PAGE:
Hyaluronan was first isolated from the vitreous of bovine eyes in 1934. The substance was found to contain two sugar molecules (disaccharide), one of which was uronic acid. As a result, it was called 'hyaluronic acid' [from hyaloid (vitreous) + uronic acid]. However, under normal physiological conditions (pH = 7.4) hyaluronic acid is not present in the acid form, but exists as a polyconjugated salt known as hyaluronate. In addition, because the most abundant ion in tissue is sodium, hyaluronic acid is most frequently present as sodium hyaluronate. Thus in 1996, in agreement with modern nomenclature of polysaccharides, the name hyaluronan (HA) was proposed. All of these terms are currently used, but vary depending on the therapeutic area.

The first commercial use of hyaluronan was in 1942 by Dr Balazs, who went on to become the leading expert on hyaluronan and made the majority of discoveries concerning the molecule during the next 50 years. Hyaluronan was first marketed for human use in the early 1980s. Healon® (Upjohn-Pharmacia) was introduced for use in the ophthalmic field as a viscous injectable gel into the anterior chamber, to protect eye tissues such as the corneal endothelium during surgery. Since then, hyaluronan has been used in many other indications, including joint disorders, tissue augmentation and characterisation of sperm. Hyaluronan derivatives with long, tailor-made forms were introduced in the nineties, further increasing the potential applications of the natural molecule.

Depending on the condition of use, field of application and claims made, hyaluronan can be considered as either:

  • A medical device whose activity relies primarily on a mechanical effect due to its viscoelastic properties.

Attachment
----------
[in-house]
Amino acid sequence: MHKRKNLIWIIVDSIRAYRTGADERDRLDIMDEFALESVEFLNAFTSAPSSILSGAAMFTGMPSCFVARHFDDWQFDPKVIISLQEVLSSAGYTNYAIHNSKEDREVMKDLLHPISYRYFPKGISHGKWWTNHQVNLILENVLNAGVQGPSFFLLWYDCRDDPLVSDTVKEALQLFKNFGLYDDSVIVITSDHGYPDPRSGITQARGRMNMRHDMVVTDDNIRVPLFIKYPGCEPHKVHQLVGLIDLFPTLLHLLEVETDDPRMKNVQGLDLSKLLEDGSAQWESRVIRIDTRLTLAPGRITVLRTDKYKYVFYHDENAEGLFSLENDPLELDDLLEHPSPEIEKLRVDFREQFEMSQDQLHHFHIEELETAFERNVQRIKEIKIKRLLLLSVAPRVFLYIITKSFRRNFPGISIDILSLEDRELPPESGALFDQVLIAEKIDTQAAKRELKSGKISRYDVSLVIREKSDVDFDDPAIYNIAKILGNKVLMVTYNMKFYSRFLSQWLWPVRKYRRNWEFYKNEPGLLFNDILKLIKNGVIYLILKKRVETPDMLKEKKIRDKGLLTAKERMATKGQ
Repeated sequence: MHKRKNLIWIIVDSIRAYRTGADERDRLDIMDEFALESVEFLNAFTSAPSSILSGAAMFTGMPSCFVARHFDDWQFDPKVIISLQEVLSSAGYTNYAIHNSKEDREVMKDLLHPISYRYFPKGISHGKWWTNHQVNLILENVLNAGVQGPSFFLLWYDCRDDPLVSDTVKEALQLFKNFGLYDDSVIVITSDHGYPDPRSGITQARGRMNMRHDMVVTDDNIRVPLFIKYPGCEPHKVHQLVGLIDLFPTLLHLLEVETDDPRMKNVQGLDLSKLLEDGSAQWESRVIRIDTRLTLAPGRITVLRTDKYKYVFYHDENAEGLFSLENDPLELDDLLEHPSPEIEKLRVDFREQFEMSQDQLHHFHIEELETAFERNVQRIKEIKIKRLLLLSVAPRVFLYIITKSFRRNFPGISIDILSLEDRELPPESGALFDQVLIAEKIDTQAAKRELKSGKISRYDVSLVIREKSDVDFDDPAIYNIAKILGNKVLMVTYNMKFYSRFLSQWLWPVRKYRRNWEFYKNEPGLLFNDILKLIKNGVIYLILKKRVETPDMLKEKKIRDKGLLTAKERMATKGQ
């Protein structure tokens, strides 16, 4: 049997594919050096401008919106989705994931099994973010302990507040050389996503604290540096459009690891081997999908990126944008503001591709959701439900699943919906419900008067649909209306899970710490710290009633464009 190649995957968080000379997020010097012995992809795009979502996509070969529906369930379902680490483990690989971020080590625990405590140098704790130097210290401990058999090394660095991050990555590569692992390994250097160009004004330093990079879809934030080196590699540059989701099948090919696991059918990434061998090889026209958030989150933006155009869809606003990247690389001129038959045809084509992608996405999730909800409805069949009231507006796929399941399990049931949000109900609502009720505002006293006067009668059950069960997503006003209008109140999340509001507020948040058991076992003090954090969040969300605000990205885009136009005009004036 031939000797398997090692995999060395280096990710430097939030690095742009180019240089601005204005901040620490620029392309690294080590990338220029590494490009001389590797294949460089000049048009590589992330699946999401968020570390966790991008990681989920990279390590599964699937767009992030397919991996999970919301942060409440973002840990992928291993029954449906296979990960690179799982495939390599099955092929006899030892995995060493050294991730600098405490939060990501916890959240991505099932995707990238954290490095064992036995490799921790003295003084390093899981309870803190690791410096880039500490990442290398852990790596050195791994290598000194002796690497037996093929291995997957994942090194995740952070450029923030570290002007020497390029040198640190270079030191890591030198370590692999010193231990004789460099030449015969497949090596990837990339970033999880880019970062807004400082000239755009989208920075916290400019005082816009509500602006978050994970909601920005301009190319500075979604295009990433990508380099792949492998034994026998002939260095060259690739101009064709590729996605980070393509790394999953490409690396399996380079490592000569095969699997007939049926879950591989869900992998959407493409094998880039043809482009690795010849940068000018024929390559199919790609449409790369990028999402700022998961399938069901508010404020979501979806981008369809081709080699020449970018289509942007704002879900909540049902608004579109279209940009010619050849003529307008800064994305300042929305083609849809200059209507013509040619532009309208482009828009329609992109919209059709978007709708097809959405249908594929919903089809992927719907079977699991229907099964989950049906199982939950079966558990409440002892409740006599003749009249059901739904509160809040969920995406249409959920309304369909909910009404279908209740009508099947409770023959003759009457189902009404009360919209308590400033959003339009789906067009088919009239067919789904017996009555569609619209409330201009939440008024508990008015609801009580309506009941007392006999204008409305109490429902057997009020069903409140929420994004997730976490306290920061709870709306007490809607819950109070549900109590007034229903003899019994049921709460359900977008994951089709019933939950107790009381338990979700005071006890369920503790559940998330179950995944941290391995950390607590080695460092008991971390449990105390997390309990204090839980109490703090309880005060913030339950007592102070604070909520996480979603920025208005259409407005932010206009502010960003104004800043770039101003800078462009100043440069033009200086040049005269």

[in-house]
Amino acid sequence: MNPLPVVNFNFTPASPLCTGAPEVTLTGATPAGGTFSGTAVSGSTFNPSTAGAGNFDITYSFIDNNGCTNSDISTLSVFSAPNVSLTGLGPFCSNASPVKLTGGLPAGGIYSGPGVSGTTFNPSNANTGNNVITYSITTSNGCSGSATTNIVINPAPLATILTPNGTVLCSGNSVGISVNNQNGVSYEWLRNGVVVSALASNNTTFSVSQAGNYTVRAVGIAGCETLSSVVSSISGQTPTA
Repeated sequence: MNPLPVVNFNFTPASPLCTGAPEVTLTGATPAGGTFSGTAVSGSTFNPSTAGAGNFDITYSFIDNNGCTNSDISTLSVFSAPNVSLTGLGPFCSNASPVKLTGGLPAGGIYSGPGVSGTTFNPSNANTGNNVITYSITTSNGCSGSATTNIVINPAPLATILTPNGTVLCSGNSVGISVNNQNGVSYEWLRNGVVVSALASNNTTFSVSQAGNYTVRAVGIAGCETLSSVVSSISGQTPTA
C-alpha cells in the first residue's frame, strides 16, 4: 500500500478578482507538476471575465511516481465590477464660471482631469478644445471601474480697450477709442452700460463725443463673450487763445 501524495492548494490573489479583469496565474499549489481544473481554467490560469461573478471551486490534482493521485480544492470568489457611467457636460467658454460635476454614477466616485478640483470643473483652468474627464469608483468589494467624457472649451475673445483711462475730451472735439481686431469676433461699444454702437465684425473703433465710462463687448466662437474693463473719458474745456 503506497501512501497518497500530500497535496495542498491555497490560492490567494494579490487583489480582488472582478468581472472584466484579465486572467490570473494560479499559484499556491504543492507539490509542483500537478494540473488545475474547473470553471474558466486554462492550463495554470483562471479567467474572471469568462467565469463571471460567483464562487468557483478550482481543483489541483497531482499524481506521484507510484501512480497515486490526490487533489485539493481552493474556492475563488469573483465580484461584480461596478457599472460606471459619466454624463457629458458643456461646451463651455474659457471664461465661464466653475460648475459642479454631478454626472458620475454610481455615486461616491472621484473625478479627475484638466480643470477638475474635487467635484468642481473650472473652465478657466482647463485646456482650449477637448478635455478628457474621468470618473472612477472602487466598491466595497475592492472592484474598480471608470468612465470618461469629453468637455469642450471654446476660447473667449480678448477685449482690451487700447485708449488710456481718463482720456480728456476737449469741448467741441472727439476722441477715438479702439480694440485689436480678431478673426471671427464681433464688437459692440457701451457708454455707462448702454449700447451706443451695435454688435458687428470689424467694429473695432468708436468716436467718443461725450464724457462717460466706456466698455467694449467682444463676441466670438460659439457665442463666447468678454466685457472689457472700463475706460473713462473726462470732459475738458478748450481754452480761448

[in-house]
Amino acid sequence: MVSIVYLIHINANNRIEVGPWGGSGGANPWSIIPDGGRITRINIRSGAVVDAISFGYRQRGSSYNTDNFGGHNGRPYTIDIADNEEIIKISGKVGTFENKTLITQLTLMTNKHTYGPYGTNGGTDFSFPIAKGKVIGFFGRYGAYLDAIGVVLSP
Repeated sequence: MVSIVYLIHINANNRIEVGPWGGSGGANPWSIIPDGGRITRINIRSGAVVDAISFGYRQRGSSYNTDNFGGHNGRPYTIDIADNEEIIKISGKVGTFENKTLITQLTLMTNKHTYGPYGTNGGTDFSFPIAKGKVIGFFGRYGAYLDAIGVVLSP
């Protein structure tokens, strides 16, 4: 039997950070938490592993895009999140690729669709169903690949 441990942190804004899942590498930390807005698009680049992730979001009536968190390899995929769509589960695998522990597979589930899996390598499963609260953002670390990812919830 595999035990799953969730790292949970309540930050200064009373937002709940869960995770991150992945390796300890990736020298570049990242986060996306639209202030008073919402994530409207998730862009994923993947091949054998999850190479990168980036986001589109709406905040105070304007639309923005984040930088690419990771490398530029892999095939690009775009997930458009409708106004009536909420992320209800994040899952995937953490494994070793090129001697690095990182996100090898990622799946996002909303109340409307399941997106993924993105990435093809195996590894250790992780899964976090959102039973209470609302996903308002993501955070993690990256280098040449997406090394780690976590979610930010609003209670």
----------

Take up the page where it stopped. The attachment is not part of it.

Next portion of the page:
• A drug exerting a long-term pharmacological effect.

Although some hyaluronan products are registered as drugs, the majority are classed as medical devices.

Hyaluronan in the body

Hyaluronan exists naturally in almost all vertebrate connective tissues and is a universal component of the extracellular space (where it is released just after its synthesis).

Hyaluronan is found in a number of body tissues:

  • The eye. High concentrations are found in the vitreous body, where it gives volume and shape to the eyes. It is also found in the connective tissue of the trabecular chamber angle and plays a role in controlling aqueous flow in the trabecular meshwork. 
    Small amounts can be found in aqueous humour. Hyaluronan also covers the endothelium: human corneal endothelial cells retain specific binding sites for hyaluronan. The normal human eye has a hyaluronan concentration of 1.4 mg/l, which covers the corneal endothelium in a thin, uninterrupted coating.

  • Skin (where it creates volume - without hyaluronan, the skin would appear dry, withered and wrinkled).

  • Cartilage (as a structural component).

  • Synovial fluid (where it acts as a lubricant and shock absorber).

  • The umbilical cord (where its function is to ensure that the contact between the mother and the foetus is never broken).

  • The blood (in small amounts)

  • Blood vessels


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